observed higher V at the edge of the film compared to its centre suggests that
the change in resistivity at the edge due to microwave absorption is more than that
of the centre. This suggests that the temperature rise due to absorption of
microwave is more at the edge than at the centre of the film.
2.4 THE MOTIVATION BEHIND SIMULATION:
The atoms at the centre of the film are surrounded by similar atoms on all
sides, whereas the atoms at the edge of the film are surrounded by similar atoms
only on one side and the other side is exposed to air. Hence, when the microwave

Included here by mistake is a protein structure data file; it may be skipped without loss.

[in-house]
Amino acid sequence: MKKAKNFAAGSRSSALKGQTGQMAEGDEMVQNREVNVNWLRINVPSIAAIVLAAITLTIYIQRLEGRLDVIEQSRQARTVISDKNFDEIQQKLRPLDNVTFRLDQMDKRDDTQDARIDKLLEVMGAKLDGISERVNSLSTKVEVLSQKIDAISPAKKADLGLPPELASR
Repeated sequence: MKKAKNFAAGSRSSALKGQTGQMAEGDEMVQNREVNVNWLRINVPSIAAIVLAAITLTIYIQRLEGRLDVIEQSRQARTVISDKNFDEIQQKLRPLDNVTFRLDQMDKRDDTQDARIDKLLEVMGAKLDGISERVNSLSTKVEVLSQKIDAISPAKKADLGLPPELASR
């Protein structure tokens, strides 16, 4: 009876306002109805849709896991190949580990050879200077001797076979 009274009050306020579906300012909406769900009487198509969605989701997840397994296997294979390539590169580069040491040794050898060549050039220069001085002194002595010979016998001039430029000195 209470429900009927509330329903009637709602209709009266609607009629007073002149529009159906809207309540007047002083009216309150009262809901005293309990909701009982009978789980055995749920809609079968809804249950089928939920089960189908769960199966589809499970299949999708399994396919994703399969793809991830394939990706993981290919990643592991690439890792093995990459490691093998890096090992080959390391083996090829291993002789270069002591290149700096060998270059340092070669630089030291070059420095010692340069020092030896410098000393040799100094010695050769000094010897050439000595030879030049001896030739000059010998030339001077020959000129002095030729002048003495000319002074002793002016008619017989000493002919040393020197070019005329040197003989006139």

probe is at the centre of the film, there is uniform heat diffusion due to thermal
conduction through the neighboring atoms, but when the probe is at the edge,
there is heat loss to the air by convection on one side and diffusion through the
film on the other side. This will lead to different temperature rise near the edge of
the film compared to the centre of the film. For a fixed microwave power, the
amount of temperature rise will depend on various sample and environmental
factors like the thermal conductivity and specific heat of the material of the film,
thermal conductivity of the substrate, heat transfer coefficient of air etc. Hence in
order to understand the absorption of microwave radiation in thin films, it is very
29
important to develop a theoretical model to determine how the different
parameters mentioned above affects the temperature rise. This model can also
help to explain the microwave mapping for identification of electrical current